EU statement came as Russia-led troops arrived in Kazakhstan to help quell mass unrest that left dozens dead and hundreds detained.

Dozens of people are killed in battles with security forces at government buildings in Almaty.
Dozens of people are killed in battles with security forces at government buildings in Almaty. (AFP)

The European Union has called on Russia to respect Kazakhstan's sovereignty and independence.

The call came as Russia sent in paratroopers to quell an uprising after deadly violence spread across the former Soviet republic.

"The violence must be stopped. We are also calling for restraint from all parties and a peaceful resolution of the situation," an EU spokesperson said on Thursday.

"Now obviously, the EU is ready and willing to support a dialogue in the country."

Meanwhile, fighting appeared to be continuing a day after protesters stormed several government buildings.

Security forces in Kazakhstan killed dozens of protesters trying to storm government buildings overnight.

In the worst reported violence so far, police on Thursday said dozens of people were killed in battles with security forces at government buildings in the country's largest city Almaty.

"Last night, extremist forces tried to assault administrative buildings, the Almaty city police department, as well as local police commissariats. Dozens of assailants were eliminated," police spokesman Saltanat Azirbek was quoted as saying by the Interfax-Kazakhstan, TASS and Ria Novosti news agencies.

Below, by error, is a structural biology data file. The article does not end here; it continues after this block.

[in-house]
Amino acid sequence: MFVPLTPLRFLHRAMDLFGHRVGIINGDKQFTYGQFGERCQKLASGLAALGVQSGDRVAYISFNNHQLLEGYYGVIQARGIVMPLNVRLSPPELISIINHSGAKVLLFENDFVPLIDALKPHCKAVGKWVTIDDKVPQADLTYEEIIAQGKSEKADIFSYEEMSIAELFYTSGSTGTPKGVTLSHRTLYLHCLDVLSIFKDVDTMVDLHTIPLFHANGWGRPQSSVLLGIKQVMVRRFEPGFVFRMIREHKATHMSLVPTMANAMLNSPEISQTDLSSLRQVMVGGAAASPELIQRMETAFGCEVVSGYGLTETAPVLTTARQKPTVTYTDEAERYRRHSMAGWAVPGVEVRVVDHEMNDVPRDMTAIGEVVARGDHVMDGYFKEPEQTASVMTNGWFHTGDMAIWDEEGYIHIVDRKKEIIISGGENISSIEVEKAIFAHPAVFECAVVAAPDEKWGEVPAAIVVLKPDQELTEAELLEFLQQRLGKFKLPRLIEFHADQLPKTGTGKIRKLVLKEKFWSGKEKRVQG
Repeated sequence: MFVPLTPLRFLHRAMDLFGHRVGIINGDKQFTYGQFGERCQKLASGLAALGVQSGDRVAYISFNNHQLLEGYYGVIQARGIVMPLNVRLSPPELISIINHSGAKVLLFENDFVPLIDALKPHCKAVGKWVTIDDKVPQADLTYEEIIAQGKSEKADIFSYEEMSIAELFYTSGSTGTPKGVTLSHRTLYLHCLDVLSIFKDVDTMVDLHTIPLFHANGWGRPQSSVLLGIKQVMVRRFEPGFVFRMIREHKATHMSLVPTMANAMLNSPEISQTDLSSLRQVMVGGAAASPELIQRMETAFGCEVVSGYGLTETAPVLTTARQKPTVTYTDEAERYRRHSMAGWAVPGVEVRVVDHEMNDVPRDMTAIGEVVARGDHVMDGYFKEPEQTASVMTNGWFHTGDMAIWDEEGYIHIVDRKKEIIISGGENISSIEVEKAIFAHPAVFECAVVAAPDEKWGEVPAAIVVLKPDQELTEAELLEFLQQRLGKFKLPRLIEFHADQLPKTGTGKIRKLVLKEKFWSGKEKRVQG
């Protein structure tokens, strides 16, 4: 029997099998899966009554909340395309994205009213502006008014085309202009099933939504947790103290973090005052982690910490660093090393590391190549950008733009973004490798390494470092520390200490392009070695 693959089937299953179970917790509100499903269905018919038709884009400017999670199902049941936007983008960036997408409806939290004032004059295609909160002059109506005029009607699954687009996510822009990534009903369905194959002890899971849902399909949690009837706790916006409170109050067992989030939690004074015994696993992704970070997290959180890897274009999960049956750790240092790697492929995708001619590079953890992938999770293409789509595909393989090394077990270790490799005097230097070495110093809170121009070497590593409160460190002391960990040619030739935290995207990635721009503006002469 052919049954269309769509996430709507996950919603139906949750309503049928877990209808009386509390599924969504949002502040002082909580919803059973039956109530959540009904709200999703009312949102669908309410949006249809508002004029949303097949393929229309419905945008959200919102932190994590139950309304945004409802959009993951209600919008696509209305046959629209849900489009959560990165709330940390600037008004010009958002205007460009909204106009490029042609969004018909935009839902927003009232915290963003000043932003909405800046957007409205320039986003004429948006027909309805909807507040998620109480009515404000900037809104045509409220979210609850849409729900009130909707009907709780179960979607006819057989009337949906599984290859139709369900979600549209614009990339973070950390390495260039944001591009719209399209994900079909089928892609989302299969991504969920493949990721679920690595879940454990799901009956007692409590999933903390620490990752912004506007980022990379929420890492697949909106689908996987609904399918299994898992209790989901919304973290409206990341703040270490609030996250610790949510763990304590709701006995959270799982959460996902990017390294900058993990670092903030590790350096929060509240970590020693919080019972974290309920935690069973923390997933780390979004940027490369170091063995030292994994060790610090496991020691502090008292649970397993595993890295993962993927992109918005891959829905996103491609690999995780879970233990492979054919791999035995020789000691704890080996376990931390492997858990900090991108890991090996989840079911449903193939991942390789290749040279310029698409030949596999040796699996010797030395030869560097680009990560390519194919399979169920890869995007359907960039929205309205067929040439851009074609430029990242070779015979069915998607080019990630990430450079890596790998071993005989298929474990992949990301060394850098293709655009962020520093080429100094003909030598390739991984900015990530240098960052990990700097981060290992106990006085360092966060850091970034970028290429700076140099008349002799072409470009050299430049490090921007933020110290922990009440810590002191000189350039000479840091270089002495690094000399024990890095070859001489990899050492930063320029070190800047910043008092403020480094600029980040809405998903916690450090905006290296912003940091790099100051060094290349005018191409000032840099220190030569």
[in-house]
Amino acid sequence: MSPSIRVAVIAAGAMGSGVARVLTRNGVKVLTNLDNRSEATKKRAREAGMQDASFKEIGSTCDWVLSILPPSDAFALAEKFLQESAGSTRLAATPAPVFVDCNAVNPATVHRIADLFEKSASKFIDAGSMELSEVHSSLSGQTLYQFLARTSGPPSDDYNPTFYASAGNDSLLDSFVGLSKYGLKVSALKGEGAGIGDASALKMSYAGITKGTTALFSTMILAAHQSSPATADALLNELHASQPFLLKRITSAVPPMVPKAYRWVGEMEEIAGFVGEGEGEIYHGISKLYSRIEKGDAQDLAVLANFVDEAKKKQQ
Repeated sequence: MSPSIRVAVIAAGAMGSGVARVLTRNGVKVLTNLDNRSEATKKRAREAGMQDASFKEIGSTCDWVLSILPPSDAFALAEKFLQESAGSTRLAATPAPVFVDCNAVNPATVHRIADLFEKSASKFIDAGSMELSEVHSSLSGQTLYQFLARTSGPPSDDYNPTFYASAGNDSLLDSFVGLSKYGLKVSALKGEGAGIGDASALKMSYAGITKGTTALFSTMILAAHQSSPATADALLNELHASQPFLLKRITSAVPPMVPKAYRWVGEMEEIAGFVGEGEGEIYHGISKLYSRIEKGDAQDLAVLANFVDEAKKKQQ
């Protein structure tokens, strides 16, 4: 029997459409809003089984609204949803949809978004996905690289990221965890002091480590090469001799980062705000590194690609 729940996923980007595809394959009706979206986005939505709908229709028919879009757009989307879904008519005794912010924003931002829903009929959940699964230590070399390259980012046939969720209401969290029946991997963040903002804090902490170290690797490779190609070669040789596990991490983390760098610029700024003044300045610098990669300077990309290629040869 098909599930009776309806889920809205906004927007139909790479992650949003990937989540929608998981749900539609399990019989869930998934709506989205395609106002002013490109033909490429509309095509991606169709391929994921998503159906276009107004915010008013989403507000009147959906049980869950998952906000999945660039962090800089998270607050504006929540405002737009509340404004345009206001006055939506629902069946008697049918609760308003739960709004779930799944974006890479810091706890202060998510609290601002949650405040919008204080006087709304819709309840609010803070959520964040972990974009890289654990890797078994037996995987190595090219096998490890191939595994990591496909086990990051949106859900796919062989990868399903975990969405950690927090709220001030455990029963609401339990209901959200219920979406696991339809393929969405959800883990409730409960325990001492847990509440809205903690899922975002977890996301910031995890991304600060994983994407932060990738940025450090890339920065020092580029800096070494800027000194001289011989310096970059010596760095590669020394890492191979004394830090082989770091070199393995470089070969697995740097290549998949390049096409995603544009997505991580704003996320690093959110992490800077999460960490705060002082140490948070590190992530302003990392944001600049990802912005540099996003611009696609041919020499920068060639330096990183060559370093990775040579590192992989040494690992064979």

Videos on social media on Thursday showed pillaged shops and burned buildings in Almaty, automatic gunfire in the streets and residents screaming in fear.

Kazakhstan's Health Ministry said more than 1,000 people have been wounded in days of mounting unrest in Kazakhstan.

Long seen as one the most stable of the ex-Soviet republics of Central Asia, energy-rich Kazakhstan is facing its biggest crisis in decades after days of protests over rising fuel prices escalated into widespread unrest.

READ MORE: Kazakhstan govt resigns amid mass protests over gas price hike

Troops sent on Kazakh request

Meanwhile, a Moscow-led military alliance said on Thursday it had sent its first troops to Kazakhstan after its government requested help to quell mounting unrest.

"Peacekeeping forces of the Collective Security Treaty Organisation were sent to the Republic of Kazakhstan for a limited time to stabilise and normalise the situation," the CSTO secretariat said in a statement posted online by Russian Foreign Ministry spokeswoman Maria Zakharova.

The deployment came in response to an appeal from the president of Kazakhstan to help stabilise the Central Asian country amid a wave of protests sparked by a fuel price rise.

The statement did not specify how many troops were being sent but said the Russian contingent included members of the country's Airborne Forces.

Protests spread across the nation of 19 million this week in outrage over a New Year's Day increase in prices for liquid petroleum gas (LPG), which is widely used to fuel cars in the west of the country.

Thousands took to the streets in Almaty and in the western province of Mangystau, saying the price rise was unfair given oil and gas exporter Kazakhstan's vast energy reserves.

With protests escalating, the government late on Wednesday said a state of emergency declared in protest-hit areas would be extended nationwide and in effect until January 19.

The EU and the UN called for "restraint" on all sides, while Washington urged authorities to allow protesters to "express themselves peacefully."

READ MORE: Nationwide state of emergency declared in Kazakhstan as protests escalate

Source: TRTWorld and agencies